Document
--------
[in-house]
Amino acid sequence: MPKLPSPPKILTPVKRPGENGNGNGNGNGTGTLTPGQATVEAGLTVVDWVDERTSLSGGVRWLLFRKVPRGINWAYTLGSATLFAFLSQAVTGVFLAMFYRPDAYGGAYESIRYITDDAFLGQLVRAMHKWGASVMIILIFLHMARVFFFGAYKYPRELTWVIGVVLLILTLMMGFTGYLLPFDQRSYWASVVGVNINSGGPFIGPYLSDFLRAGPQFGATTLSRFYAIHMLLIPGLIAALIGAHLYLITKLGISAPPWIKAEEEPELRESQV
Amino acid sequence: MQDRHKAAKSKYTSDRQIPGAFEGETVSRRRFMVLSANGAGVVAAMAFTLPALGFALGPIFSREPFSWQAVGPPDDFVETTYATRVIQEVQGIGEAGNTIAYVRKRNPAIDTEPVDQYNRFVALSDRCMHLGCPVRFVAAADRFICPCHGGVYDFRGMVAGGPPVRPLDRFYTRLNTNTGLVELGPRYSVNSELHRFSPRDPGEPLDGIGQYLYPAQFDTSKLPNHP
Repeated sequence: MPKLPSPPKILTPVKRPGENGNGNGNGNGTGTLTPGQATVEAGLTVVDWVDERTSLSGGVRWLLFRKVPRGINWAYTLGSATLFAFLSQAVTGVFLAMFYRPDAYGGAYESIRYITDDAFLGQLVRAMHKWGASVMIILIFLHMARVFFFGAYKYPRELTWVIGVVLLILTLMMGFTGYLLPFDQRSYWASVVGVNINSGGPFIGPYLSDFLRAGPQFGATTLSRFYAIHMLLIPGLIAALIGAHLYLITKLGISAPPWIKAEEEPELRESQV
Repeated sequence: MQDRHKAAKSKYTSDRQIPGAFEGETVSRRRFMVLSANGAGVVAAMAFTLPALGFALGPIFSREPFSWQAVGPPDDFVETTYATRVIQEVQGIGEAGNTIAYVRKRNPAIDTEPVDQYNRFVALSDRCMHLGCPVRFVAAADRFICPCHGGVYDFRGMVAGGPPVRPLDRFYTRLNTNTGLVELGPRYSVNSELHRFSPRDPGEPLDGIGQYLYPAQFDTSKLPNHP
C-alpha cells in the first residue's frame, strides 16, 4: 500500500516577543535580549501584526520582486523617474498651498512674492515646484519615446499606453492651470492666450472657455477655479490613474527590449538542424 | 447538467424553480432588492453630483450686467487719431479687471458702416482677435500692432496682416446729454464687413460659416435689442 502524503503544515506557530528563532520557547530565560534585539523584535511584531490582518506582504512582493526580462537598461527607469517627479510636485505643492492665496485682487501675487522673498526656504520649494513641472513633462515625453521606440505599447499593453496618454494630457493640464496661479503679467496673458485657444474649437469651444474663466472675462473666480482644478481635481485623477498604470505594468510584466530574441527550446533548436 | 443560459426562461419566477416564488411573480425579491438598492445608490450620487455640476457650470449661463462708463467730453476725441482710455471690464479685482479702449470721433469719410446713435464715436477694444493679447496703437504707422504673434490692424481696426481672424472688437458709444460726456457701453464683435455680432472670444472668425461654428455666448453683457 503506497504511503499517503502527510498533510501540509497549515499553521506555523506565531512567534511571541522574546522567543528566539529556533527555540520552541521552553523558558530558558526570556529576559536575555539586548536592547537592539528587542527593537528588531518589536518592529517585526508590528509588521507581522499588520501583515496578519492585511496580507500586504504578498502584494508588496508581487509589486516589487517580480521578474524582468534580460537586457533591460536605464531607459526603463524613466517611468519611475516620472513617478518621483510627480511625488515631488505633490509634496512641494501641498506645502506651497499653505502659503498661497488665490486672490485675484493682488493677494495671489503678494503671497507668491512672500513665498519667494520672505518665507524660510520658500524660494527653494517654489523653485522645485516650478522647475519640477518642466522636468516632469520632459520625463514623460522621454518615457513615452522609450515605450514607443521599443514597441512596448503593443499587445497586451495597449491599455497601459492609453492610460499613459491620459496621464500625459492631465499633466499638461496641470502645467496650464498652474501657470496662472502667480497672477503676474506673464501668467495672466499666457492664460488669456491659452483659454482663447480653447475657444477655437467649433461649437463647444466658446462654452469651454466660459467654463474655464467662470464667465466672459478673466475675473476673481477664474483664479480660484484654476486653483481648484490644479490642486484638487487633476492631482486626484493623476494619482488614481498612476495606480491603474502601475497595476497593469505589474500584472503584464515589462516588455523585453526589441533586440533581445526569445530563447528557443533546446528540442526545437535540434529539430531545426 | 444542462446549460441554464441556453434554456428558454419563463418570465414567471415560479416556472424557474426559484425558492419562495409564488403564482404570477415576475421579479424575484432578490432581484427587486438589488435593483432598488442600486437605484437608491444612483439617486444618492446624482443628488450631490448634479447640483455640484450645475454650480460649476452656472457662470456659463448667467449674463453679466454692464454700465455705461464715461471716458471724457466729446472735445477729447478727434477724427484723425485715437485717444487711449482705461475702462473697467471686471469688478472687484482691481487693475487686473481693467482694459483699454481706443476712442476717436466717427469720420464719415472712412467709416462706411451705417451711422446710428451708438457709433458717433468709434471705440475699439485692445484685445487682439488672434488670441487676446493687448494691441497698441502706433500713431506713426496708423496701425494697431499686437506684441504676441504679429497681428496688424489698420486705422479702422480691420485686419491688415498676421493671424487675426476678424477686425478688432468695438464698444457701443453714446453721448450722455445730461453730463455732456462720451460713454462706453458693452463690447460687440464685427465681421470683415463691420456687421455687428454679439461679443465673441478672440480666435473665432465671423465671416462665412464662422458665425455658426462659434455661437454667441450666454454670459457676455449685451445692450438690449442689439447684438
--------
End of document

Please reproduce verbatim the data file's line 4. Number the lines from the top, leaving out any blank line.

Repeated sequence: MPKLPSPPKILTPVKRPGENGNGNGNGNGTGTLTPGQATVEAGLTVVDWVDERTSLSGGVRWLLFRKVPRGINWAYTLGSATLFAFLSQAVTGVFLAMFYRPDAYGGAYESIRYITDDAFLGQLVRAMHKWGASVMIILIFLHMARVFFFGAYKYPRELTWVIGVVLLILTLMMGFTGYLLPFDQRSYWASVVGVNINSGGPFIGPYLSDFLRAGPQFGATTLSRFYAIHMLLIPGLIAALIGAHLYLITKLGISAPPWIKAEEEPELRESQV